Fears for Honiton maternity ward

PUBLISHED: 09:57 17 February 2010 | UPDATED: 00:56 16 June 2010

P0072-03-07ti Honiton Communtiy Hospital montage.

P0072-03-07ti Honiton Communtiy Hospital montage.

Copyright Archant Ltd

MATERNITY staff at Honiton Community Hospital will find out on Friday what changes will be implemented when the ward is taken over by the Royal Devon and Exeter NHS Foundation Trust in April.

MATERNITY staff at Honiton Community Hospital will find out on Friday what changes will be implemented when the ward is taken over by the Royal Devon and Exeter NHS Foundation Trust in April.

Sources have told the Midweek Herald that the hospital's role will be downgraded to a birthing unit, with new mums sent home the same day.

If such a change is implemented, it will end Honiton Hospital's long-standing reputation for providing in-patient post-natal care.

"There will be no post-natal care and those having babies at other hospitals will not be able to go back to Honiton to convalesce," one source revealed.

The source added: "Women deserve better. There will be no TLC and people will be sent home."

The future role of the unit will be revealed during a staff meeting on Friday afternoon.

NHS Devon says a change in management of community maternity services will bring improvements for expectant mothers and their families.

Around 500 babies a year are born in community hospitals in east and west Devon, and more than 3,500 at the Royal Devon and Exeter Hospital.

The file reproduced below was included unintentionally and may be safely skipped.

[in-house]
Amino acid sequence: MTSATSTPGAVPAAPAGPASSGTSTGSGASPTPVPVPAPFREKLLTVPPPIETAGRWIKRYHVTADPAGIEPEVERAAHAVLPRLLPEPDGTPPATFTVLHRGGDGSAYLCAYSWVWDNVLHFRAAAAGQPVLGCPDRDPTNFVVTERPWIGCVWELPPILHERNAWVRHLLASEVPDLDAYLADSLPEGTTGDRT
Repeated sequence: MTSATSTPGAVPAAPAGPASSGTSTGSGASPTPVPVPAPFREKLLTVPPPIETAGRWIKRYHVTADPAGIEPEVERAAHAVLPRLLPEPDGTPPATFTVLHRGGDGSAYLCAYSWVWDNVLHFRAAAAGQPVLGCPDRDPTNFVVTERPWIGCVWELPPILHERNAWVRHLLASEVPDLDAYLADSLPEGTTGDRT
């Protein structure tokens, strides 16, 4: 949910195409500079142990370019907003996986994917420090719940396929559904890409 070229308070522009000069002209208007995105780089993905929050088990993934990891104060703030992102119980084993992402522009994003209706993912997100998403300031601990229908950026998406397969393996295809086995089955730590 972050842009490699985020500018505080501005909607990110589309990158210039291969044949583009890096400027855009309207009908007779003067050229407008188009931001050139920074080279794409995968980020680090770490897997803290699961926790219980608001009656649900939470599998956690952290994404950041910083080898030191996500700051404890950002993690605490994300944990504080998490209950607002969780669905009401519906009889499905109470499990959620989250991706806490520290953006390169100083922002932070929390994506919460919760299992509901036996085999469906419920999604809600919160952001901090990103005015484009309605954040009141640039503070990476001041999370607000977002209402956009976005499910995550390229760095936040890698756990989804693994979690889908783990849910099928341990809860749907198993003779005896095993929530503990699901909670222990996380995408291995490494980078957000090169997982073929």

NHS bosses say the proposed change will see more babies born in community hospitals and at home.

A public consultation is to be launched to discuss ways of increasing birth numbers at Honiton Hospital.

Tracey Reeves, Royal Devon and Exeter Hospital's head of midwifery services and deputy director of nursing, said changing management arrangements was good news for mums-to-be.

"Stronger links between midwifery units in Devon will mean a better service for patients," she said.

"Not only are we planning to increase opportunities for women to deliver at their local birthing centre, we also want to increase the number of mums delivering in their own homes.

"The RD&E already shares statutory supervision of midwives in the county and transferring its management to us is the logical progression to further integrate and improve the service in future. Closer co-operation between hospitals will also mean that, in time, staff can rotate between units, further increasing their already excellent skills."

Val Beale, the local supervising authority midwifery officer, says she supports the plans.

"It will enhance the care for women by ensuring a seamless service throughout pregnancy, birth and post-natal periods," she said.

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